The National Council of Textile Organizations’ outgoing chairman “enthusiastically” lent his support to President Trump’s America First agenda, including changes to trade and tax policy.
Robert Chapman 3rd said during a conference on the state of the U.S. textile industry that Trump’s broad yet still vague policy objectives — such as a review of trade deals, a “big, big tax cut” for corporations and a controversial tax change aimed at importers — are “cause for optimism” within the domestic textile market.
“For decades, U.S. policy has undervalued domestic manufacturing’s importance to America, and President Trump is right to question whether this has been good for the country,” Chapman said. “Precisely because they will simulate manufacturing and kick-start job creation, NCTO enthusiastically endorses President Trump’s macro policy objectives of fighting for free but fair trade, enforcing U.S. trade law, making the U.S. tax code more internationally competitive, cutting unnecessary regulation, revitalizing infrastructure, buying American, ensuring cheap energy and fixing health care.”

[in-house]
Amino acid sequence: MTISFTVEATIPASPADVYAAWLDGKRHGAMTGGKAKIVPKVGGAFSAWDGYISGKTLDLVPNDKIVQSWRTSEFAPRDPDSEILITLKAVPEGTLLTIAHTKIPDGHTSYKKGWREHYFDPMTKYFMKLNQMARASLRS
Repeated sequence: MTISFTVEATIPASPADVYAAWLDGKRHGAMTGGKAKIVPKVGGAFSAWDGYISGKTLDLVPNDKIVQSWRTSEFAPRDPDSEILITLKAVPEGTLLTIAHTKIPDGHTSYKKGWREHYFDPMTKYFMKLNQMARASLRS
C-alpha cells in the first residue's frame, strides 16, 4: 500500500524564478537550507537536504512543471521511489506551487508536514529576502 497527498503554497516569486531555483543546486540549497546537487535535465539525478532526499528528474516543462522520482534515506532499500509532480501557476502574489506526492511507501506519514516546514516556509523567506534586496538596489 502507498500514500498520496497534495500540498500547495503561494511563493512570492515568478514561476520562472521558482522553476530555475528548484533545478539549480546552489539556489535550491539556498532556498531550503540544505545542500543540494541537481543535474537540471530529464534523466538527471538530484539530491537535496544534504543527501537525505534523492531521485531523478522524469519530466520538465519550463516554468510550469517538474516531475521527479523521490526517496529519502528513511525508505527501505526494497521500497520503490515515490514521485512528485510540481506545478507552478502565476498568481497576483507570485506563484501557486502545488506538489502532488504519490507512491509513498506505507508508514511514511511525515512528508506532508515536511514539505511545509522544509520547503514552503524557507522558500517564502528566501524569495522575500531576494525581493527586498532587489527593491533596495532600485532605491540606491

Trump has sought to move quickly in making his mark on Washington, D.C., but is starting to come up against the realities of making major policy changes. His proposed replacement for former-President Obama’s Patient Protection and Affordable Care Act is facing a tough slog headed into key vote in the House. He has sought to chip away at the federal bureaucracy, issuing an executive order forcing every government agency to cut two regulations for every new rule created, and his proposed federal budget calls for billions in cuts in those same agencies.
Homing in on Trump’s trade policy, Chapman said NCTO is in support of Trump move to pull the U.S. out of the 12-county Trans-Pacific Partnership, although the group publicly supported the trade agreement in 2016.
Chapman characterized the change as a “strategic repositioning” and said the earlier support of TPP was mainly due to the NCTO’s need to stay “true to its word” to the Obama administration, which negotiated with the group on the agreement in exchange for its support.
“The 2016 election of President Trump brought about a dramatic change on trade…[and his] fundamental opposition to TPP allowed NCTO to revisit its position and communicate to his transition team soon after the election that NCTO supported withdrawal from TPP.”
As for the North American Free Trade Agreement, Chapman said NCTO is still a strong supporter of the deal since it’s “the pillar upon which the U.S.-Western Hemisphere supply chain is built,” noting that Canada and Mexico are the U.S.’s biggest textile export markets.
Chapman said NAFTA could benefit from a review and added that the association is ready to “aggressively work” to ensure textiles are a part of any regulation strengthening “buy American” requirements.
Chapman is being replaced this year as chairman of NCTO by William McCrary Jr., the current chairman and chief executive officer of William Barnet & Son LLC, a South Carolina-based synthetic fiber firm.
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